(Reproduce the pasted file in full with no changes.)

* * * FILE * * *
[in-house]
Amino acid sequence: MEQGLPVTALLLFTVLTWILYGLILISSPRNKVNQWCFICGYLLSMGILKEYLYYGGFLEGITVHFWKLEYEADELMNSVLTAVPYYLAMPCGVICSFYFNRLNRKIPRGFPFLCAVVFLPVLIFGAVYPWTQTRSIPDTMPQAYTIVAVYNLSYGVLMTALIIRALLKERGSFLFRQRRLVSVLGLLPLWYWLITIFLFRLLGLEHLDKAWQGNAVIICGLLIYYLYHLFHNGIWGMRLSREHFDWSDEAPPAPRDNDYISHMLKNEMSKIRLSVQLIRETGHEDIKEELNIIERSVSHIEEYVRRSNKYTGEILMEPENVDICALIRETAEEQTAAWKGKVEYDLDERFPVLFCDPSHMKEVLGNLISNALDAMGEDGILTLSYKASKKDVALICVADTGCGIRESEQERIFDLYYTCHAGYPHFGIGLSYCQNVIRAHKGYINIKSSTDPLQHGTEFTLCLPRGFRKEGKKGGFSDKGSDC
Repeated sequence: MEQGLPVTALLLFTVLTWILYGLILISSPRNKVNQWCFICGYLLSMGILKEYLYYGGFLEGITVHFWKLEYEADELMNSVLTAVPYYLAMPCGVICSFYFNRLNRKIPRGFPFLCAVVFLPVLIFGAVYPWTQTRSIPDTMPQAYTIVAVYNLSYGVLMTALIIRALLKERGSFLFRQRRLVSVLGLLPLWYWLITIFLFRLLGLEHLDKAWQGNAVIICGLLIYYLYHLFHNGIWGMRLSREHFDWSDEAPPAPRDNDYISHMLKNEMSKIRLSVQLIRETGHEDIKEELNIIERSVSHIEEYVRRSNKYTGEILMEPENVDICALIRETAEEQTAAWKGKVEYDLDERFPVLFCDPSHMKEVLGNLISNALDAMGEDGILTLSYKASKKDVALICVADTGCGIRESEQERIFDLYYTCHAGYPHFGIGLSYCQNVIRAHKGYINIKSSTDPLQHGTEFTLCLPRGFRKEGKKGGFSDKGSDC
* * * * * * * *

[in-house]
Amino acid sequence: MEQGLPVTALLLFTVLTWILYGLILISSPRNKVNQWCFICGYLLSMGILKEYLYYGGFLEGITVHFWKLEYEADELMNSVLTAVPYYLAMPCGVICSFYFNRLNRKIPRGFPFLCAVVFLPVLIFGAVYPWTQTRSIPDTMPQAYTIVAVYNLSYGVLMTALIIRALLKERGSFLFRQRRLVSVLGLLPLWYWLITIFLFRLLGLEHLDKAWQGNAVIICGLLIYYLYHLFHNGIWGMRLSREHFDWSDEAPPAPRDNDYISHMLKNEMSKIRLSVQLIRETGHEDIKEELNIIERSVSHIEEYVRRSNKYTGEILMEPENVDICALIRETAEEQTAAWKGKVEYDLDERFPVLFCDPSHMKEVLGNLISNALDAMGEDGILTLSYKASKKDVALICVADTGCGIRESEQERIFDLYYTCHAGYPHFGIGLSYCQNVIRAHKGYINIKSSTDPLQHGTEFTLCLPRGFRKEGKKGGFSDKGSDC
Repeated sequence: MEQGLPVTALLLFTVLTWILYGLILISSPRNKVNQWCFICGYLLSMGILKEYLYYGGFLEGITVHFWKLEYEADELMNSVLTAVPYYLAMPCGVICSFYFNRLNRKIPRGFPFLCAVVFLPVLIFGAVYPWTQTRSIPDTMPQAYTIVAVYNLSYGVLMTALIIRALLKERGSFLFRQRRLVSVLGLLPLWYWLITIFLFRLLGLEHLDKAWQGNAVIICGLLIYYLYHLFHNGIWGMRLSREHFDWSDEAPPAPRDNDYISHMLKNEMSKIRLSVQLIRETGHEDIKEELNIIERSVSHIEEYVRRSNKYTGEILMEPENVDICALIRETAEEQTAAWKGKVEYDLDERFPVLFCDPSHMKEVLGNLISNALDAMGEDGILTLSYKASKKDVALICVADTGCGIRESEQERIFDLYYTCHAGYPHFGIGLSYCQNVIRAHKGYINIKSSTDPLQHGTEFTLCLPRGFRKEGKKGGFSDKGSDC